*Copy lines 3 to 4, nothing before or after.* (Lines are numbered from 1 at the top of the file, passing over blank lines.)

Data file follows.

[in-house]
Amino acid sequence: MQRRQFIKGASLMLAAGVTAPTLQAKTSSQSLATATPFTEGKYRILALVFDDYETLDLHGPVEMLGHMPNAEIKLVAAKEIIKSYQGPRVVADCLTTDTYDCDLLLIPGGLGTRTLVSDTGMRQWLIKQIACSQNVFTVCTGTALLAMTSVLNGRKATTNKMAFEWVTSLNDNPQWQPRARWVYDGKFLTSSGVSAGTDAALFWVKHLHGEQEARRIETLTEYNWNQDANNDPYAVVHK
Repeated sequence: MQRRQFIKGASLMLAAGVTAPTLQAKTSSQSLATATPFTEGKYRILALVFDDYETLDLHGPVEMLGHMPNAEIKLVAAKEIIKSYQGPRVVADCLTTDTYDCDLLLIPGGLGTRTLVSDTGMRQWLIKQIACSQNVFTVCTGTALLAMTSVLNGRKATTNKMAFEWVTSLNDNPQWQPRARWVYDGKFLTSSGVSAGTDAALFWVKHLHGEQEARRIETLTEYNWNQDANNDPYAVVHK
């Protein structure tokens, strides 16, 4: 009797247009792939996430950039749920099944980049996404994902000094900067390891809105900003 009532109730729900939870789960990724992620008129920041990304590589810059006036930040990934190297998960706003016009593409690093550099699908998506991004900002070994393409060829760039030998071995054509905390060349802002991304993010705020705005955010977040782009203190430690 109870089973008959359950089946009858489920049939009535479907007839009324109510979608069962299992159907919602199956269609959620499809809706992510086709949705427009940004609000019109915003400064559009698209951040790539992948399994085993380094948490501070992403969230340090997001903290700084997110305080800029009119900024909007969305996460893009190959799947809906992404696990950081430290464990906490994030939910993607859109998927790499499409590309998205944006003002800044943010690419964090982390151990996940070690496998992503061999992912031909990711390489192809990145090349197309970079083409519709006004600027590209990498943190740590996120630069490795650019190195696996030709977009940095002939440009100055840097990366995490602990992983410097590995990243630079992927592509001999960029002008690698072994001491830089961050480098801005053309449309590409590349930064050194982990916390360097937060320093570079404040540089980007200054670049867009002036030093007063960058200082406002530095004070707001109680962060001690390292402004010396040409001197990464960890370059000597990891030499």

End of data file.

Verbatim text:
Repeated sequence: MQRRQFIKGASLMLAAGVTAPTLQAKTSSQSLATATPFTEGKYRILALVFDDYETLDLHGPVEMLGHMPNAEIKLVAAKEIIKSYQGPRVVADCLTTDTYDCDLLLIPGGLGTRTLVSDTGMRQWLIKQIACSQNVFTVCTGTALLAMTSVLNGRKATTNKMAFEWVTSLNDNPQWQPRARWVYDGKFLTSSGVSAGTDAALFWVKHLHGEQEARRIETLTEYNWNQDANNDPYAVVHK
């Protein structure tokens, strides 16, 4: 009797247009792939996430950039749920099944980049996404994902000094900067390891809105900003 009532109730729900939870789960990724992620008129920041990304590589810059006036930040990934190297998960706003016009593409690093550099699908998506991004900002070994393409060829760039030998071995054509905390060349802002991304993010705020705005955010977040782009203190430690 109870089973008959359950089946009858489920049939009535479907007839009324109510979608069962299992159907919602199956269609959620499809809706992510086709949705427009940004609000019109915003400064559009698209951040790539992948399994085993380094948490501070992403969230340090997001903290700084997110305080800029009119900024909007969305996460893009190959799947809906992404696990950081430290464990906490994030939910993607859109998927790499499409590309998205944006003002800044943010690419964090982390151990996940070690496998992503061999992912031909990711390489192809990145090349197309970079083409519709006004600027590209990498943190740590996120630069490795650019190195696996030709977009940095002939440009100055840097990366995490602990992983410097590995990243630079992927592509001999960029002008690698072994001491830089961050480098801005053309449309590409590349930064050194982990916390360097937060320093570079404040540089980007200054670049867009002036030093007063960058200082406002530095004070707001109680962060001690390292402004010396040409001197990464960890370059000597990891030499």